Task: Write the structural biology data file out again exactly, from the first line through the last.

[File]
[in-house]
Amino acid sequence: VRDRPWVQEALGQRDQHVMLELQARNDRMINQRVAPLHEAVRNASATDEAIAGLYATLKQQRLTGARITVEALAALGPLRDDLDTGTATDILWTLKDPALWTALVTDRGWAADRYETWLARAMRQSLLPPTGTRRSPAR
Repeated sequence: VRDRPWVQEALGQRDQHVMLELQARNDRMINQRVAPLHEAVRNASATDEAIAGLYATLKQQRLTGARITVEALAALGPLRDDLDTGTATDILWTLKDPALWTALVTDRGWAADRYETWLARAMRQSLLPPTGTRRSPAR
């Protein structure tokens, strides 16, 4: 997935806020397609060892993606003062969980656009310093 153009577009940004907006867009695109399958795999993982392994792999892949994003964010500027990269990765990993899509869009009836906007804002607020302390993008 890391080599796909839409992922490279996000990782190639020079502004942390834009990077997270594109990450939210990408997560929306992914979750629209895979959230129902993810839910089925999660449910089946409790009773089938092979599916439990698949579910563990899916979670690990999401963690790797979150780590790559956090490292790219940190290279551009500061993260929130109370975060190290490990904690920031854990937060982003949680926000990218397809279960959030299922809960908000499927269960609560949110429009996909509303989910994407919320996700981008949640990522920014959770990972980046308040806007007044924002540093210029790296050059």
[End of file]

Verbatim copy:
[in-house]
Amino acid sequence: VRDRPWVQEALGQRDQHVMLELQARNDRMINQRVAPLHEAVRNASATDEAIAGLYATLKQQRLTGARITVEALAALGPLRDDLDTGTATDILWTLKDPALWTALVTDRGWAADRYETWLARAMRQSLLPPTGTRRSPAR
Repeated sequence: VRDRPWVQEALGQRDQHVMLELQARNDRMINQRVAPLHEAVRNASATDEAIAGLYATLKQQRLTGARITVEALAALGPLRDDLDTGTATDILWTLKDPALWTALVTDRGWAADRYETWLARAMRQSLLPPTGTRRSPAR
């Protein structure tokens, strides 16, 4: 997935806020397609060892993606003062969980656009310093 153009577009940004907006867009695109399958795999993982392994792999892949994003964010500027990269990765990993899509869009009836906007804002607020302390993008 890391080599796909839409992922490279996000990782190639020079502004942390834009990077997270594109990450939210990408997560929306992914979750629209895979959230129902993810839910089925999660449910089946409790009773089938092979599916439990698949579910563990899916979670690990999401963690790797979150780590790559956090490292790219940190290279551009500061993260929130109370975060190290490990904690920031854990937060982003949680926000990218397809279960959030299922809960908000499927269960609560949110429009996909509303989910994407919320996700981008949640990522920014959770990972980046308040806007007044924002540093210029790296050059």